Insider listened to all eight of Jennifer Lopez's studio albums.
We selected each album's absolute best song - and its absolute worst.
"Waiting For Tonight" and "Tu" came out on top, while "Emotions" and "Brave" were labeled as misses.
On her debut studio album "On The 6," Lopez pays homage to both her Latin roots and New York City upbringing.
Best song: "Waiting for Tonight" is a pure euro-dance pop song full of zest. It's inspired numerous club mixes and became a favorite of party-goers around the globe. To put it simply, it's iconic.
Worst song: The very tired, prescriptive R&B track "Too Late" sounds like any other mainstream song of the time.
The chorus, "First you say that you have to go away (Oh) / I never should've been with you anyway" only adds to the song's overall genericness with its lack of ingenuity. It also gets old way before the track concludes.
Lopez's self-titled album, "J.Lo," had several successful singles, including its best song.
Best song: The exhilarating "Love Don't Cost a Thing" is a bass-booming classic of Lopez's and a must-listen for anyone exploring her discography.
On the track, Lopez fully takes charge, embracing her security and independence as a woman, with straightforward lyrics like, "Think I'm gonna spend your cash (I won't)" and "If I wanna floss, I got my own."
Worst song: "Secretly" is the only ballad on this album, which breaks up the flow of the upbeat tracklist.
While this track isn't necessarily bad on its own, it'd probably feel more at home on an album that isn't grounded in electronic and R&B numbers.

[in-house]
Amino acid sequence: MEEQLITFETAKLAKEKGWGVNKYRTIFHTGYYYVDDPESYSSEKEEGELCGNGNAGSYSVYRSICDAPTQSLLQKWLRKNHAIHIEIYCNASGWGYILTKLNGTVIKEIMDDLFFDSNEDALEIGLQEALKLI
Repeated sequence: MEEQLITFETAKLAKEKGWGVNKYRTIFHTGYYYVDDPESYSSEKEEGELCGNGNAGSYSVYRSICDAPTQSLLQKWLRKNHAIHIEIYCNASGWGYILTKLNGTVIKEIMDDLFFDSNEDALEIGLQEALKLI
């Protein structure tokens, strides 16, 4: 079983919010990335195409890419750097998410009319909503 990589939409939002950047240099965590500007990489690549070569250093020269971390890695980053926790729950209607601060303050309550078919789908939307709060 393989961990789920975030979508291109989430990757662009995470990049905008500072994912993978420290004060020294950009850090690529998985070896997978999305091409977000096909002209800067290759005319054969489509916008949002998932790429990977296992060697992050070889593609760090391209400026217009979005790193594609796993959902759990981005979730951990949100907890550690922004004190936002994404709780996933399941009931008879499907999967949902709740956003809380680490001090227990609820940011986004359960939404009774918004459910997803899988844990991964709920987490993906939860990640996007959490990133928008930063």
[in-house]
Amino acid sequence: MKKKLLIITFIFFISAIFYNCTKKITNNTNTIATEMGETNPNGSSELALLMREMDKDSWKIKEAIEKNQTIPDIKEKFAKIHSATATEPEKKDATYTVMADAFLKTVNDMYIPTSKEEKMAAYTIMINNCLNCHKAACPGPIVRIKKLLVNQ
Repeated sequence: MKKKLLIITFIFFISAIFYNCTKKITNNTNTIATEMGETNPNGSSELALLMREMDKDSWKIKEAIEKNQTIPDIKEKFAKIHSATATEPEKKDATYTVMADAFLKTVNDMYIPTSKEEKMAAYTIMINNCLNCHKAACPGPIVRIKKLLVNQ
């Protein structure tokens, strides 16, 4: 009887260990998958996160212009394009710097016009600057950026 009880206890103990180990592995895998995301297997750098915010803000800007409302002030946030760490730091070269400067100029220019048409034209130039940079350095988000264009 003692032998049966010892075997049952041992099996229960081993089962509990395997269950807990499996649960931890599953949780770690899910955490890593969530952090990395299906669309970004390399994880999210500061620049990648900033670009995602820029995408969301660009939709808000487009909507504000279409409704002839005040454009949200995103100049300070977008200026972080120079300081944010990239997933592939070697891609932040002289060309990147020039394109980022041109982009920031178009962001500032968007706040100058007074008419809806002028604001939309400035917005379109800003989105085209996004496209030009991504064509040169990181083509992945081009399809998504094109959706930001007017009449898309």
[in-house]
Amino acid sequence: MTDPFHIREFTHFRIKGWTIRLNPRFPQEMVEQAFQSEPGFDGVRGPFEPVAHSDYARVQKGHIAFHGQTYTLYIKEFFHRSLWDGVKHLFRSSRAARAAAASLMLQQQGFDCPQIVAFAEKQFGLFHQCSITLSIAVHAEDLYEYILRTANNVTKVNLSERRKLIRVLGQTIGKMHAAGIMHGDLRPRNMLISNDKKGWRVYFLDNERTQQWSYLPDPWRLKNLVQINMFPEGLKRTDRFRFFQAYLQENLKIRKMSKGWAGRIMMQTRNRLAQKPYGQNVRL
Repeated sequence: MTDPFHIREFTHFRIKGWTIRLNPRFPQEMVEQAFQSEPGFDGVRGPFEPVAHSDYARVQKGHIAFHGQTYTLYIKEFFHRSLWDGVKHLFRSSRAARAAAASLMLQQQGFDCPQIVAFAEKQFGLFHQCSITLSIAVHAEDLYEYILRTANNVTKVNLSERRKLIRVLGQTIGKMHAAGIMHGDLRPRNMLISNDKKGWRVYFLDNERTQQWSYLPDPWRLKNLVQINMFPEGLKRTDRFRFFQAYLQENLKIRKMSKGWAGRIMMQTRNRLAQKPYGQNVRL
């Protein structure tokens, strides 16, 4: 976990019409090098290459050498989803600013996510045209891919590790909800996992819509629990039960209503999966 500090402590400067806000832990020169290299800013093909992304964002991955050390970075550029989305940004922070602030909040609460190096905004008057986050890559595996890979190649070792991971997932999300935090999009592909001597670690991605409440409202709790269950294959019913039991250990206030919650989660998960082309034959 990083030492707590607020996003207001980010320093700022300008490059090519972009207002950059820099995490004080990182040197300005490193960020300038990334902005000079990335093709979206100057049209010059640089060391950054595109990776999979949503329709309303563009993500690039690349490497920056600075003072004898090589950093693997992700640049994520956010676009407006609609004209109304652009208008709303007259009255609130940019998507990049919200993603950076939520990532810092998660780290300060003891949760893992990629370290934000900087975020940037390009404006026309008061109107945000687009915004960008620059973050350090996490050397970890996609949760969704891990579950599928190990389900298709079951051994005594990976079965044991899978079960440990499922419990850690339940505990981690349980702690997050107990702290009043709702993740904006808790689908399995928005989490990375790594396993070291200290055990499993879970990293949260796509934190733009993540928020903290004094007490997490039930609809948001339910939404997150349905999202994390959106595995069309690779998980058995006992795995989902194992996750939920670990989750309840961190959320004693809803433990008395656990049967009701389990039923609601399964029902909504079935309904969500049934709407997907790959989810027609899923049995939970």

"This Is Me... Then" is a soulful love letter dedicated to Ben Affleck.
Best song: "All I Have" is a co-ed collaboration on par with other early-2000s duets like Ja Rule and Ashanti's "Always On Time" and Nelly and Kelly Rowland's "Dilemma." It has a perfect balance of slow-jam sexiness and unabashed vulnerability.
Everything from the bluesy introductory vocals to LL Cool J's echoing vocals to the excellent hook ("All my pride is all I have") makes this a lasting hit.
Worst song: "The One" should be deleted from this album. We wouldn't even miss it because there's another, slightly better, version of it on the same tracklist, called "The One - Version 2."
There's no reason to include two versions of the same song, especially since they're near-identical. It just adds unnecessary clutter.
"Rebirth" was musically dull and commercially unsuccessful compared to her other albums - but it did birth one radio hit.
Best song: Lead single "Get Right" boasts a rhythmic beat and a euphoniously blaring saxophone that are enough to make you want to hit the dance floor. Lopez also exercises her rap-like skills in melodic verses throughout the track which only adds to its impressiveness.
Worst song: "Whatever You Wanna Do" is all noise and no creativity. The track is agonizingly carried by the titular phrase and a blurted "Woah," which gets monotonous less than halfway into the song.
The bridge is also fully comprised of the same toneless phrase, but with the addition of an elementary "Hey," ultimately creating one big filler track made up of filler words.